The brain of each and every one of us is composed of hundreds of billions of neurons - often called nerve cells - connected by hundreds of trillions of synapses, which transmit electrical signals from one neuron to another.
In reaction to stimulus, waves of electrical activity traverse the network of neurons, processing the incoming information. The hidden structure in this dynamic tapestry has only recently come to light, thanks to the tools provided by the field of mathematics called algebraic topology.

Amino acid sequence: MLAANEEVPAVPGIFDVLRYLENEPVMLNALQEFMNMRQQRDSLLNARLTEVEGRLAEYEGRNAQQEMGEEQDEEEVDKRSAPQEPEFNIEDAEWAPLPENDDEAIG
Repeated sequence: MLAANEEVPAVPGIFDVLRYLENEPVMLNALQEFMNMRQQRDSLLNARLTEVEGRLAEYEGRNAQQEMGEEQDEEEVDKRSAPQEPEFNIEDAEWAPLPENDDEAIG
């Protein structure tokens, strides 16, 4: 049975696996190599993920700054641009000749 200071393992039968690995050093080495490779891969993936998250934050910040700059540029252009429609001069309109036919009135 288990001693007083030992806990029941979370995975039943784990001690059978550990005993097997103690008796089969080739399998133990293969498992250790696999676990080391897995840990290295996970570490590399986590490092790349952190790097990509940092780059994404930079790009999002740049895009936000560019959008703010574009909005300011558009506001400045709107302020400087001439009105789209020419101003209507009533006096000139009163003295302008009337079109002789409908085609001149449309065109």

During this talk, Professor Hess will guide the audience on a mathematical mystery tour of our new vision of how the brain processes information and explain how it accelerates the development of a new field - digital neuroscience - with the potential to vastly expand our understanding of brain function.
Kathryn Hess Bellwald is an Associate Professor of Mathematics at École Polytechnique Fédérale de Lausanne (EPFL) and is known for her work on homotopy theory, category theory, and algebraic topology, both pure and applied.
In particular, she applies the methods of algebraic topology to better understanding neurology, cancer biology, and materials science.
This talk will be followed by hors-d'oeuvres and light refreshments.